our everyday life

How to Write Entry-Level Cover Letters & Resumes

by Natasha Hochlowski

Whether you're a recent college grad, an established employee switching to a new field or just trying to end a period of unemployment, landing an entry-level job is not an easy task. Your resume and cover letter are how an employer decides whether to interview you -- these documents are your chance to demonstrate why you're better suited to the job than other, more experienced candidates. Even though you might lack work experience, crafting an effective resume and cover letter will bring your name to the attention of potential employers.

Selling Yourself in the Cover Letter

In the cover letter, show the employer what you have to offer that other individuals don't. Address particular skills or expertise that the company desires and use personal experience to show that you have these abilities. Browse the company's website and learn more about the position to address specific job tasks. For example, if you see that the company wants individuals who feel comfortable leading a group, talk about how you worked as head lifeguard, took charge of a project in school or helped organize a rec softball team. Be sure to also use the cover letter to explain any gaps in your resume, such as long periods of unemployment or a large gap between high school and college.

Selling Yourself in the Resume

Include community service, awards and honors, sports teams, extracurricular activities and hobbies -- all of these demonstrate to employers that you're well rounded and involved in your community. List any special skills you have, such as being proficient in software programs or speaking a foreign language.

Volunteer Experience Is Work Experience

When listing past experience, include any volunteer work you've done -- even if you weren't getting paid, this is still work experience. An unpaid internship or volunteering at a school or nursing home demonstrates leadership, teamwork and people skills. This is especially important if you want to enter a job in the customer service industry.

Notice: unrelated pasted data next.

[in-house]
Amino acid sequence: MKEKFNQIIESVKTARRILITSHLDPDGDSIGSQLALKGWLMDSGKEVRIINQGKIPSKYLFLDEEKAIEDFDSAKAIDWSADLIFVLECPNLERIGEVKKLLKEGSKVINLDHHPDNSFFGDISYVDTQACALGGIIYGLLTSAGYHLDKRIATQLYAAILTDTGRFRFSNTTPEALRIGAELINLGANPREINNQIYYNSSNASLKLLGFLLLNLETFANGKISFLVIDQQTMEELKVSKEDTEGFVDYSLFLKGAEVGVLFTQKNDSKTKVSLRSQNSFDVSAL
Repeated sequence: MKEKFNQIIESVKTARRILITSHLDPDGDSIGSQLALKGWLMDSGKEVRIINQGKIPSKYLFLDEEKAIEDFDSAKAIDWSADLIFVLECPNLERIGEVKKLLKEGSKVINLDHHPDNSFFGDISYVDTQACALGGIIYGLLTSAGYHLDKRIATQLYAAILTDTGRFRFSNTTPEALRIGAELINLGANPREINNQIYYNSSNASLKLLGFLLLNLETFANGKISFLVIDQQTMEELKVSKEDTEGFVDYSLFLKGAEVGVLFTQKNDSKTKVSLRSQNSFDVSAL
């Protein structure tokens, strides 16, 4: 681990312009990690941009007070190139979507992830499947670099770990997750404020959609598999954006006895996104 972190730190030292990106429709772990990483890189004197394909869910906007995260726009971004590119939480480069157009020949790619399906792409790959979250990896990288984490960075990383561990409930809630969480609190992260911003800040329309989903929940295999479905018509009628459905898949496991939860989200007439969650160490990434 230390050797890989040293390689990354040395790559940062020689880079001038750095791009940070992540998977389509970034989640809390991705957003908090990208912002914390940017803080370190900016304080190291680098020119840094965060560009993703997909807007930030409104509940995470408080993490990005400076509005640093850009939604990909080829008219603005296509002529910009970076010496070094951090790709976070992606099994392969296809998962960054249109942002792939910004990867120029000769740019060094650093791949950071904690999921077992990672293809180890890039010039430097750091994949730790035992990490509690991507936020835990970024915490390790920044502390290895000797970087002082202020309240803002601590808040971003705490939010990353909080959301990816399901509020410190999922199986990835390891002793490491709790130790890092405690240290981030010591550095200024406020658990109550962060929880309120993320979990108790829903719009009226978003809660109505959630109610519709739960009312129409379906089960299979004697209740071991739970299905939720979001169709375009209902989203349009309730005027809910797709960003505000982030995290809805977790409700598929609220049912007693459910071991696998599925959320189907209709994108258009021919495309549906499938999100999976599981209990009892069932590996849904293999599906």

Education

If you're a recent high school or college grad, your biggest asset is your education. Even if you have internship or other work experience, an employer will be most interested in the degree that you just received. In your resume, lead with the name of your school, your degree, graduation date, GPA if 3.0 or higher and any awards or honors you received. Also include any courses you've taken that are relevant to the job. In your cover letter, address how your high school or college experiences have prepared you for the specific duties of the job to which you are applying.

Format

Most recruiters spend only about six seconds looking at a resume to decide whether to pursue a candidate for employment, according to a 2012 study conducted by the Ladders career site. This means that they prefer to read resumes that are succinct and direct. Keep your resume to no more than one page and your cover letter between one and two pages. Begin your resume with your name, followed by your contact information. Use a larger font for your name so that it stands out to the employer.

About the Author

Natasha Hochlowski holds a dual B.S. in chemistry and writing from Loyola University Maryland. She has been writing professionally since 2007, frequently contributing to "The Journal of Young Investigators," and has worked as a technical writer/editor for several major pharmaceutical companies.

Photo Credits

  • Stockbyte/Stockbyte/Getty Images